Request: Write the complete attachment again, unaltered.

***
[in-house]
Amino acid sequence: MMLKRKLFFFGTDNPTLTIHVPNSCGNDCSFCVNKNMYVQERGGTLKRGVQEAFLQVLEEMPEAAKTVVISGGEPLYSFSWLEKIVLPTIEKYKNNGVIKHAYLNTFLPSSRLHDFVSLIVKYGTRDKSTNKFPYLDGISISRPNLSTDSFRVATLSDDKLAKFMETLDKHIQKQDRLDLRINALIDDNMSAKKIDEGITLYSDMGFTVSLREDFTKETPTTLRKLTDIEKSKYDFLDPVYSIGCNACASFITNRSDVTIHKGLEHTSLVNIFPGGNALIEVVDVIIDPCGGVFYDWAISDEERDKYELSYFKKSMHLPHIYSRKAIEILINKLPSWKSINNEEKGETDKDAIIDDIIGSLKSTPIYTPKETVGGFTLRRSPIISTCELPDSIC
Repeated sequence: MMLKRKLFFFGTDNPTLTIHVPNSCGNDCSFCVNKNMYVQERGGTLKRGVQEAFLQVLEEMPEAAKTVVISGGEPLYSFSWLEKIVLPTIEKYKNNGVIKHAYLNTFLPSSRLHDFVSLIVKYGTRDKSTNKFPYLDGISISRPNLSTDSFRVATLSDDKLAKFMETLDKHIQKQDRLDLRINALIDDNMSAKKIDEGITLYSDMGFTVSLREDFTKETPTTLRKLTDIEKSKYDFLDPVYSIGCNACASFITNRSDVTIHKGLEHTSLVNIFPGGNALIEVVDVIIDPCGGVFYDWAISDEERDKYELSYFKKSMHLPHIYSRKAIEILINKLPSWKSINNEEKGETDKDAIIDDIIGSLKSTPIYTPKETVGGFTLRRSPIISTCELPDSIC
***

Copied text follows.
[in-house]
Amino acid sequence: MMLKRKLFFFGTDNPTLTIHVPNSCGNDCSFCVNKNMYVQERGGTLKRGVQEAFLQVLEEMPEAAKTVVISGGEPLYSFSWLEKIVLPTIEKYKNNGVIKHAYLNTFLPSSRLHDFVSLIVKYGTRDKSTNKFPYLDGISISRPNLSTDSFRVATLSDDKLAKFMETLDKHIQKQDRLDLRINALIDDNMSAKKIDEGITLYSDMGFTVSLREDFTKETPTTLRKLTDIEKSKYDFLDPVYSIGCNACASFITNRSDVTIHKGLEHTSLVNIFPGGNALIEVVDVIIDPCGGVFYDWAISDEERDKYELSYFKKSMHLPHIYSRKAIEILINKLPSWKSINNEEKGETDKDAIIDDIIGSLKSTPIYTPKETVGGFTLRRSPIISTCELPDSIC
Repeated sequence: MMLKRKLFFFGTDNPTLTIHVPNSCGNDCSFCVNKNMYVQERGGTLKRGVQEAFLQVLEEMPEAAKTVVISGGEPLYSFSWLEKIVLPTIEKYKNNGVIKHAYLNTFLPSSRLHDFVSLIVKYGTRDKSTNKFPYLDGISISRPNLSTDSFRVATLSDDKLAKFMETLDKHIQKQDRLDLRINALIDDNMSAKKIDEGITLYSDMGFTVSLREDFTKETPTTLRKLTDIEKSKYDFLDPVYSIGCNACASFITNRSDVTIHKGLEHTSLVNIFPGGNALIEVVDVIIDPCGGVFYDWAISDEERDKYELSYFKKSMHLPHIYSRKAIEILINKLPSWKSINNEEKGETDKDAIIDDIIGSLKSTPIYTPKETVGGFTLRRSPIISTCELPDSIC